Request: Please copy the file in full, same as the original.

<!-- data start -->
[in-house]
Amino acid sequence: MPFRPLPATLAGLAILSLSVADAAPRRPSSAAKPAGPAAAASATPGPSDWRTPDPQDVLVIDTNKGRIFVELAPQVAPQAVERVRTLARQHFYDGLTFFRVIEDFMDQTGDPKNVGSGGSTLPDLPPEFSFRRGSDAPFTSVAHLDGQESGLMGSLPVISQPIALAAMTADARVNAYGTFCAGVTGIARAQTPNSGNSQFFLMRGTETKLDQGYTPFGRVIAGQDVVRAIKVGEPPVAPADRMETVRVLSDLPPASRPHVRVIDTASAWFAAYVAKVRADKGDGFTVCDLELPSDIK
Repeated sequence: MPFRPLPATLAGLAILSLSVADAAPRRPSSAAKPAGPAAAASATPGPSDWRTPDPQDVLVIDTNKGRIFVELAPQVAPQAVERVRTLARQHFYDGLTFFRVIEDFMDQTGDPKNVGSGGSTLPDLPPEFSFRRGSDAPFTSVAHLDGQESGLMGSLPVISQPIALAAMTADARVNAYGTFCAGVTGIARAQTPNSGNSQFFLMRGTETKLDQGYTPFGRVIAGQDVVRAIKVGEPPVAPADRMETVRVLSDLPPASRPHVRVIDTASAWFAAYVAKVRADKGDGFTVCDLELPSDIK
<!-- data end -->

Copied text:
[in-house]
Amino acid sequence: MPFRPLPATLAGLAILSLSVADAAPRRPSSAAKPAGPAAAASATPGPSDWRTPDPQDVLVIDTNKGRIFVELAPQVAPQAVERVRTLARQHFYDGLTFFRVIEDFMDQTGDPKNVGSGGSTLPDLPPEFSFRRGSDAPFTSVAHLDGQESGLMGSLPVISQPIALAAMTADARVNAYGTFCAGVTGIARAQTPNSGNSQFFLMRGTETKLDQGYTPFGRVIAGQDVVRAIKVGEPPVAPADRMETVRVLSDLPPASRPHVRVIDTASAWFAAYVAKVRADKGDGFTVCDLELPSDIK
Repeated sequence: MPFRPLPATLAGLAILSLSVADAAPRRPSSAAKPAGPAAAASATPGPSDWRTPDPQDVLVIDTNKGRIFVELAPQVAPQAVERVRTLARQHFYDGLTFFRVIEDFMDQTGDPKNVGSGGSTLPDLPPEFSFRRGSDAPFTSVAHLDGQESGLMGSLPVISQPIALAAMTADARVNAYGTFCAGVTGIARAQTPNSGNSQFFLMRGTETKLDQGYTPFGRVIAGQDVVRAIKVGEPPVAPADRMETVRVLSDLPPASRPHVRVIDTASAWFAAYVAKVRADKGDGFTVCDLELPSDIK